“No one expected this to go on as long as it did. It became a game of passing the buck back and forth,” said Powney.

The Taoiseach Micheal Martin and KPMG have claimed neither body can instruct the other, meaning the workers feel, in Powney’s words, that “the government and KPMG aren’t on our side”.

Figures obtained from a source close to the negotiations estimated that €1 million spread amongst the entire Debenhams workforce would only amount to less than one-fifth of a week owed. Those involved on the strike feel that KPMG is getting away with paying the bare minimum.

This payment would be partially generated from the sale of stock. This has been described as “robbery” and “derisory” by representatives of the workers.

A spokesperson from KPMG said that the cost price of stock was worth €11 million but the Debenhams shop stewards have argued that, by their estimations, current stock is €25 million. Even with the lower estimation from KPMG, it does not cover the workers’ needs.

To put this figure into perspective, a part time worker with 18 years’ service would only receive €554, based on a case study from the 11 Debenhams shop stewards. This is only a quarter of the average rent price in Dublin in 2020.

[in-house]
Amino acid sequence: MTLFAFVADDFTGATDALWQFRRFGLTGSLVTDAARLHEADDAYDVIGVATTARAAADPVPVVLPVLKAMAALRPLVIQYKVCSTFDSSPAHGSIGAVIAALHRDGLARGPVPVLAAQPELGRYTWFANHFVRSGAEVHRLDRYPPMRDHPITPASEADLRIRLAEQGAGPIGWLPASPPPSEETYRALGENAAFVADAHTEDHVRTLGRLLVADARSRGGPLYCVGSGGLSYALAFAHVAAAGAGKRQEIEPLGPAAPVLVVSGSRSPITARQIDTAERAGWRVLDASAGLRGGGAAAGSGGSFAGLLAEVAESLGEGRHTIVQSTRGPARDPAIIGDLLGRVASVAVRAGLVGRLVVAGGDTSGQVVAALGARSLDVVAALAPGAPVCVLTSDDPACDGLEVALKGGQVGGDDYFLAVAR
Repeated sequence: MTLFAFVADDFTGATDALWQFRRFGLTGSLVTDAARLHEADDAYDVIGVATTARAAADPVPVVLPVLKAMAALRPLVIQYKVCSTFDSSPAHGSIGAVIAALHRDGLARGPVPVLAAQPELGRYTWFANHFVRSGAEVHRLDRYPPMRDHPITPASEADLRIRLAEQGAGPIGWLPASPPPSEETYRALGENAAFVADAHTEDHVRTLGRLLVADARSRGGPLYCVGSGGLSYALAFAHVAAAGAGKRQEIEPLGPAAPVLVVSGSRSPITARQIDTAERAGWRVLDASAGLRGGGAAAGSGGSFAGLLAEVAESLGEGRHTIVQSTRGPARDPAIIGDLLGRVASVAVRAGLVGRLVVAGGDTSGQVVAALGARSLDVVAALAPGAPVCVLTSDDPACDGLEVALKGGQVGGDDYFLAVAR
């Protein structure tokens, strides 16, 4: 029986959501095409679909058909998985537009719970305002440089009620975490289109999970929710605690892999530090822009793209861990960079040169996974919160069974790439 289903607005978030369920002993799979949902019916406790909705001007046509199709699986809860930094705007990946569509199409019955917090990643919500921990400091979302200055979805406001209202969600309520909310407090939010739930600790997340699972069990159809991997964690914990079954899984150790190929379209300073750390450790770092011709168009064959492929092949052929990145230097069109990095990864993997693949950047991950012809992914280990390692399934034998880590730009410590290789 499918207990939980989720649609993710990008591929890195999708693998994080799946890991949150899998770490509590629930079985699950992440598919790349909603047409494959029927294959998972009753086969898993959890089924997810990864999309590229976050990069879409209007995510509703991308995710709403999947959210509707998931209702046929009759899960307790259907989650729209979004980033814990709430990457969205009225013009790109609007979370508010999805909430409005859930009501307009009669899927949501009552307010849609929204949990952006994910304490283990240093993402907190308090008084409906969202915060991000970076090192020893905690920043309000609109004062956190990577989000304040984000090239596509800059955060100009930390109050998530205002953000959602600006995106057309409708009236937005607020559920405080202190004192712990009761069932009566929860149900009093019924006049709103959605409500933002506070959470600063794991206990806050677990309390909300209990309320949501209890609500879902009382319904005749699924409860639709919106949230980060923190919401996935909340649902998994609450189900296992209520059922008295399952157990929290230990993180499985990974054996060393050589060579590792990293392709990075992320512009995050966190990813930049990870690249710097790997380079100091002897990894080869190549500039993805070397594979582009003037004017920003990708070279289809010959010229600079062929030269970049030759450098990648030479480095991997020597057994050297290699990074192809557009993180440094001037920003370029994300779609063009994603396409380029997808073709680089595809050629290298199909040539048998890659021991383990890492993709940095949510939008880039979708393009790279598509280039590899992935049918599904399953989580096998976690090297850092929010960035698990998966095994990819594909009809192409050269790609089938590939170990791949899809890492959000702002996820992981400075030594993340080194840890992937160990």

On September 8th, Powney and Mac Lochlainn, along with four others, were both taken into custody at Store Street Garda Station after occupying the store in Henry Street. They were later released without charges as the protest was a civil matter, not a criminal one.

Despite being detained, they have not been dissuaded from the cause.

“I’ve learned more in the last 6 months that I’ve been striking that I probably did in a year, going to lectures, the normal college life,” says Powney, when talking about what he gained from striking.

“Get involved with these kinds of things, it opens your eyes a little bit and it gives you so much life experience,” he encourages students.

Students live in precarious times. Barriers to education have never been higher, with no cut to the student contribution charge as of Budget 2021; rents in Dublin are one of the highest in the eurozone; and 21 per cent of PUP recipients are under 25 years old, according to a survey from the National Youth Council of Ireland.

An unfortunate truth is that Ireland is set to be hit with its worst recession in history, according to the Economic and Social Research Institute’s recent Quarterly Economic Commentary.

We are beginning to see the effects of this recession on workers and this will include students. One of the ways we can help students is by ensuring workers get the money they are owed for due labour.

One of the most common words you will see regarding this strike is the word “precedent”.  The status quo in which Irish workers’ rights have been in since the 1990 Industrial Relations Act. The way the Debenhams strike concludes will establish how workers are treated for decades to come in this country.

Regardless of the result, we can be sure that the future of Ireland’s labour disputes will be driven by impassioned young voices, eager to show that the rights of workers will not be taken away, and certainly not without a fight.

John Thornes 

Image Credit: Flickr